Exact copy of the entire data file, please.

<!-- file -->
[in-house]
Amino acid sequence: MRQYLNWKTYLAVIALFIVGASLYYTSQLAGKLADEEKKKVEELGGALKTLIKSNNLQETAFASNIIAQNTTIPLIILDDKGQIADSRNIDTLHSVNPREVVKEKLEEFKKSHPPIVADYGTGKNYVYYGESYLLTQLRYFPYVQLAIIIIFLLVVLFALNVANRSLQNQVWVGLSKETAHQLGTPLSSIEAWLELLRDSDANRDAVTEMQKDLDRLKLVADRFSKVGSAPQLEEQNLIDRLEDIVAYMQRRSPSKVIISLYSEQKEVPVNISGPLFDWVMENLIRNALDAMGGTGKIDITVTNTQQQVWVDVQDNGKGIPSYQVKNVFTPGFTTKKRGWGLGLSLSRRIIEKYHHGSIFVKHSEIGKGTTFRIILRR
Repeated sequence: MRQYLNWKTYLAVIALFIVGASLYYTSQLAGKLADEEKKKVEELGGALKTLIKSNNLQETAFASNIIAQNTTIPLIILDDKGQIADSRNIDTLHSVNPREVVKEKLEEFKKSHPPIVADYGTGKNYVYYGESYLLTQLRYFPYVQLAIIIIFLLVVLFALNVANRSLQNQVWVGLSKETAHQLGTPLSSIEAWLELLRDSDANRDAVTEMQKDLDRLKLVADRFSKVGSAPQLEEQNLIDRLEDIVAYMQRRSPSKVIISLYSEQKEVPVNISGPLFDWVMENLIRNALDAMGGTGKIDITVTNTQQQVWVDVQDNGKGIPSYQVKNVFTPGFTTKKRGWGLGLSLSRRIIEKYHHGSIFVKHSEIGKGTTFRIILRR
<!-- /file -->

[in-house]
Amino acid sequence: MRQYLNWKTYLAVIALFIVGASLYYTSQLAGKLADEEKKKVEELGGALKTLIKSNNLQETAFASNIIAQNTTIPLIILDDKGQIADSRNIDTLHSVNPREVVKEKLEEFKKSHPPIVADYGTGKNYVYYGESYLLTQLRYFPYVQLAIIIIFLLVVLFALNVANRSLQNQVWVGLSKETAHQLGTPLSSIEAWLELLRDSDANRDAVTEMQKDLDRLKLVADRFSKVGSAPQLEEQNLIDRLEDIVAYMQRRSPSKVIISLYSEQKEVPVNISGPLFDWVMENLIRNALDAMGGTGKIDITVTNTQQQVWVDVQDNGKGIPSYQVKNVFTPGFTTKKRGWGLGLSLSRRIIEKYHHGSIFVKHSEIGKGTTFRIILRR
Repeated sequence: MRQYLNWKTYLAVIALFIVGASLYYTSQLAGKLADEEKKKVEELGGALKTLIKSNNLQETAFASNIIAQNTTIPLIILDDKGQIADSRNIDTLHSVNPREVVKEKLEEFKKSHPPIVADYGTGKNYVYYGESYLLTQLRYFPYVQLAIIIIFLLVVLFALNVANRSLQNQVWVGLSKETAHQLGTPLSSIEAWLELLRDSDANRDAVTEMQKDLDRLKLVADRFSKVGSAPQLEEQNLIDRLEDIVAYMQRRSPSKVIISLYSEQKEVPVNISGPLFDWVMENLIRNALDAMGGTGKIDITVTNTQQQVWVDVQDNGKGIPSYQVKNVFTPGFTTKKRGWGLGLSLSRRIIEKYHHGSIFVKHSEIGKGTTFRIILRR